chlorpromazine, promethazine and nitrazepam.
No ethanol was detected from
blood or urine using headspace gas chromatography.
The incidence of adverse effects
associated with SSRIs is reported to be small compared with
conventional TCAs. The lowest concentration at which death was
attributed to paroxetine alone was reported to be 0.41 μg/ml
. In this case, the concentrations of paroxetine in the heart and
femoral blood exceeded fatal levels (Table 1). While, blood
concentrations of phenobarbital and acetaminophen were within
therapeutic or sub-lethal levels . The femoral/heart blood
concentration ratio of paroxetine, acetaminophen and phenobarbital
were 4.10, 1.75 and 1.02, respectively. These elevated concentrations
in femoral blood may be due to postmortem diffusion from urine or
peritoneal fluid. Relatively high concentrations of urinary
paroxetine and acetaminophen in the bladder could accelerate drug
diffusion into the femoral vein .
Paroxetine is a substrate for and
a potent inhibitor of cytochrome P450 (CYP) 2D6, and a weak inhibitor
of CYP3A4 [5, 10, 13]. This inhibition can suppress the metabolism of
paroxetine itself and other drugs. In the present case, microscopic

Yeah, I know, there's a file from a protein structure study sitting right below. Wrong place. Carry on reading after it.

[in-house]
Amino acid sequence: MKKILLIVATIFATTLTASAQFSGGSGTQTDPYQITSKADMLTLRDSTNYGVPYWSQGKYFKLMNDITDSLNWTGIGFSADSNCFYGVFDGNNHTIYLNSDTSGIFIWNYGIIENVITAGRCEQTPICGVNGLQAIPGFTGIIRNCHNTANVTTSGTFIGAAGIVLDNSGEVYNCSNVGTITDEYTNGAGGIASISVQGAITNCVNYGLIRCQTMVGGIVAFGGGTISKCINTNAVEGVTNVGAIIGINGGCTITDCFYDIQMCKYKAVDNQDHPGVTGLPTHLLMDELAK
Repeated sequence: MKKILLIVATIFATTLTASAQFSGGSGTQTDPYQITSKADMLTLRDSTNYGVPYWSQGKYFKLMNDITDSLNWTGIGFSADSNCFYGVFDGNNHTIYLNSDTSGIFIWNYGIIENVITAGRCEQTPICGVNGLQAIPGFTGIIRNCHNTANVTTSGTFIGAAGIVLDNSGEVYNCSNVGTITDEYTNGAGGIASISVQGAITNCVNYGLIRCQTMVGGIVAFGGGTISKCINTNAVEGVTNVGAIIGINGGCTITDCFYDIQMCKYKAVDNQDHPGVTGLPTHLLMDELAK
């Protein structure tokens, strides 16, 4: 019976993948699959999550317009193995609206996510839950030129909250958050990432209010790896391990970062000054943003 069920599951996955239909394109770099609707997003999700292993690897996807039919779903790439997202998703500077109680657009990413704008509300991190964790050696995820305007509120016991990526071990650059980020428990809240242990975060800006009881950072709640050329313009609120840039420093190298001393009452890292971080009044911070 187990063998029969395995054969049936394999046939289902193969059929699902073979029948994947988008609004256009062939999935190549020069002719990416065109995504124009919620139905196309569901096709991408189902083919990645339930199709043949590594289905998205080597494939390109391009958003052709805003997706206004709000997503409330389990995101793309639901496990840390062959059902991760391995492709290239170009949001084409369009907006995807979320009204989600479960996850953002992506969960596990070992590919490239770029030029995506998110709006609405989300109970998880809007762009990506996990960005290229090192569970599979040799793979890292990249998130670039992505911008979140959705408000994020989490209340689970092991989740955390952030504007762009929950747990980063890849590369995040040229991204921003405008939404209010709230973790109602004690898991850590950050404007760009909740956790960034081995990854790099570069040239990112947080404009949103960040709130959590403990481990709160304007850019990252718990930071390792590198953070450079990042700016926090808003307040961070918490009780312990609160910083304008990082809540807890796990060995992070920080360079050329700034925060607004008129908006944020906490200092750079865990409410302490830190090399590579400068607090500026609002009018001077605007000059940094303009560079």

analysis of the liver showed centrilobular eosinophilic changes
suggesting paroxetine metabolism was reduced by hepatocytic damages.
These mechanisms may extend the biological half-life and lead to
elevation of paroxetine blood concentration to lethal levels.
SSRIs increase serotonin
concentration in the synaptic cleft by inhibiting presynaptic
serotonin reuptake . This serotonin overstimulation produces a
constellation of symptoms called serotonin syndrome [1, 5, 10, 13].
It results from not only the combined use of SSRIs and monoamine
oxidase inhibitors but also from SSRI monotherapy [2, 9]. The
syndrome is characterized by a “clinical” triad of mental-state
changes, autonomic hyperactivities (e.g. hyperthermia) and
neuromuscular abnormalities [3, 12]. As the rectal temperature of the
corpse decreased to environmental temperature and antemortem symptoms
were unclear in present case, serotonin syndrome could not be
diagnosed. However, it is strongly speculated that the deceased
suffered from serotonin syndrome due to an excessive intake of
From the autopsy findings and the
results of toxicological examination, we concluded that death was
mainly due to paroxetine toxicity, with possible partial contribution
from acetaminophen and phenobarbital. We took into consideration the
postmortem diffusion of drugs when evaluating the postmortem data.
A part of this paper was
presented at the 55th Kinki District Conference of the Japanese
Society of Legal Medicine.
Takahashi, M.D., Ph.D.
of Legal Medicine, Hyogo College of Medicine,
Mukogawa-cho, Nishinomiya, Hyogo, 663-8501, Japan